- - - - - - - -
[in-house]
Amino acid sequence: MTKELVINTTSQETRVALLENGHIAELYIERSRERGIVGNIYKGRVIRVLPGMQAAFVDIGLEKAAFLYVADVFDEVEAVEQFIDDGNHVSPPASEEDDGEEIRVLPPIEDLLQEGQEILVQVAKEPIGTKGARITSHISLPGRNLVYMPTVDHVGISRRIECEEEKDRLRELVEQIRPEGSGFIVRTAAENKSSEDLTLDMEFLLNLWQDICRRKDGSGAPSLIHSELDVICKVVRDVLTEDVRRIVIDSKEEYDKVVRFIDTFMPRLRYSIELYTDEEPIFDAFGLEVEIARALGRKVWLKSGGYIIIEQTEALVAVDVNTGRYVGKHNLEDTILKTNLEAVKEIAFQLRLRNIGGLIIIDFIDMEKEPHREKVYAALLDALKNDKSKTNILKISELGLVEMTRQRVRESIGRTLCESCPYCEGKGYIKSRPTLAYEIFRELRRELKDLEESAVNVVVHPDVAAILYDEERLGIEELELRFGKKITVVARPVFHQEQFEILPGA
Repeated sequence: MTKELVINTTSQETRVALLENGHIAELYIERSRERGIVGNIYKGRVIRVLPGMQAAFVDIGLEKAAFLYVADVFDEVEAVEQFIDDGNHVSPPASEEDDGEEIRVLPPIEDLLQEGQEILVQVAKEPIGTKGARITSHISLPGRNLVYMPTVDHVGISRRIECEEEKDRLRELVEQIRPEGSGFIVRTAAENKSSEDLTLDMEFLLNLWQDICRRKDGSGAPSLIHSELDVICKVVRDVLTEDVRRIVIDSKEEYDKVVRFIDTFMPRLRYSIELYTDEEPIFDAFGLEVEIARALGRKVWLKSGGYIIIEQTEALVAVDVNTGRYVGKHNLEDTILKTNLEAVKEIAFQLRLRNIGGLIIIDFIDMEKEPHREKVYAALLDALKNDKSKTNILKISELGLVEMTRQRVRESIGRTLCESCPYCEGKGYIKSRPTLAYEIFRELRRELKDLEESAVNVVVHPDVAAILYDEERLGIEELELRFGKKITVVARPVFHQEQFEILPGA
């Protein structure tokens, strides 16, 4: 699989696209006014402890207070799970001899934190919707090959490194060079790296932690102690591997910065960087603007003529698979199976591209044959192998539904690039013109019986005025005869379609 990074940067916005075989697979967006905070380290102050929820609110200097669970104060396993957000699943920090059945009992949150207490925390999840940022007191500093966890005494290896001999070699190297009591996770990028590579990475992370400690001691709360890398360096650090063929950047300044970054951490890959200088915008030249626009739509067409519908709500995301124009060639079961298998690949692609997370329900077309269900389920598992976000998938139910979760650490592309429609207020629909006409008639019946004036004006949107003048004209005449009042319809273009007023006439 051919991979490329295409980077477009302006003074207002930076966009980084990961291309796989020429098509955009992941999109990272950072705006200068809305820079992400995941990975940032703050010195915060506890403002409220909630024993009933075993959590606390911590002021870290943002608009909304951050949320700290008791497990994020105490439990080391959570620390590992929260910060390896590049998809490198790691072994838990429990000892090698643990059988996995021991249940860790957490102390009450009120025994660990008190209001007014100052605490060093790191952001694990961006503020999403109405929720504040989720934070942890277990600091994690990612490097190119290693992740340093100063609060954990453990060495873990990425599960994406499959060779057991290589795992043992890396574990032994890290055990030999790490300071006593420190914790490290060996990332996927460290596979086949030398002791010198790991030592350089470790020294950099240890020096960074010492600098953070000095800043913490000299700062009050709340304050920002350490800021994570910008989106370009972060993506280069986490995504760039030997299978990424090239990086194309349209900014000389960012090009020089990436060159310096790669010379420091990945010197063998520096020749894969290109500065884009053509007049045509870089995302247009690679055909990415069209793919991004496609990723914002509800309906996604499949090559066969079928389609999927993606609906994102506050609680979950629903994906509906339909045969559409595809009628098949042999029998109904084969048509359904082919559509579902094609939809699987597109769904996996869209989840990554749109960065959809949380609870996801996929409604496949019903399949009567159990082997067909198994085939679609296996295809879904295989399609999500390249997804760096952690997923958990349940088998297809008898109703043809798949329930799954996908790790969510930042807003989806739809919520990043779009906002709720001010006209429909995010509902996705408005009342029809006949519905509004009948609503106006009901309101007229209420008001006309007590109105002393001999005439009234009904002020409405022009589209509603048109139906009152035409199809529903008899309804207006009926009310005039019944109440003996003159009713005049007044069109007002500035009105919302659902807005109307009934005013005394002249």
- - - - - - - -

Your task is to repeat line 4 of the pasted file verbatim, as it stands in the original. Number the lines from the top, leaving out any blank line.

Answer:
């Protein structure tokens, strides 16, 4: 699989696209006014402890207070799970001899934190919707090959490194060079790296932690102690591997910065960087603007003529698979199976591209044959192998539904690039013109019986005025005869379609 990074940067916005075989697979967006905070380290102050929820609110200097669970104060396993957000699943920090059945009992949150207490925390999840940022007191500093966890005494290896001999070699190297009591996770990028590579990475992370400690001691709360890398360096650090063929950047300044970054951490890959200088915008030249626009739509067409519908709500995301124009060639079961298998690949692609997370329900077309269900389920598992976000998938139910979760650490592309429609207020629909006409008639019946004036004006949107003048004209005449009042319809273009007023006439 051919991979490329295409980077477009302006003074207002930076966009980084990961291309796989020429098509955009992941999109990272950072705006200068809305820079992400995941990975940032703050010195915060506890403002409220909630024993009933075993959590606390911590002021870290943002608009909304951050949320700290008791497990994020105490439990080391959570620390590992929260910060390896590049998809490198790691072994838990429990000892090698643990059988996995021991249940860790957490102390009450009120025994660990008190209001007014100052605490060093790191952001694990961006503020999403109405929720504040989720934070942890277990600091994690990612490097190119290693992740340093100063609060954990453990060495873990990425599960994406499959060779057991290589795992043992890396574990032994890290055990030999790490300071006593420190914790490290060996990332996927460290596979086949030398002791010198790991030592350089470790020294950099240890020096960074010492600098953070000095800043913490000299700062009050709340304050920002350490800021994570910008989106370009972060993506280069986490995504760039030997299978990424090239990086194309349209900014000389960012090009020089990436060159310096790669010379420091990945010197063998520096020749894969290109500065884009053509007049045509870089995302247009690679055909990415069209793919991004496609990723914002509800309906996604499949090559066969079928389609999927993606609906994102506050609680979950629903994906509906339909045969559409595809009628098949042999029998109904084969048509359904082919559509579902094609939809699987597109769904996996869209989840990554749109960065959809949380609870996801996929409604496949019903399949009567159990082997067909198994085939679609296996295809879904295989399609999500390249997804760096952690997923958990349940088998297809008898109703043809798949329930799954996908790790969510930042807003989806739809919520990043779009906002709720001010006209429909995010509902996705408005009342029809006949519905509004009948609503106006009901309101007229209420008001006309007590109105002393001999005439009234009904002020409405022009589209509603048109139906009152035409199809529903008899309804207006009926009310005039019944109440003996003159009713005049007044069109007002500035009105919302659902807005109307009934005013005394002249």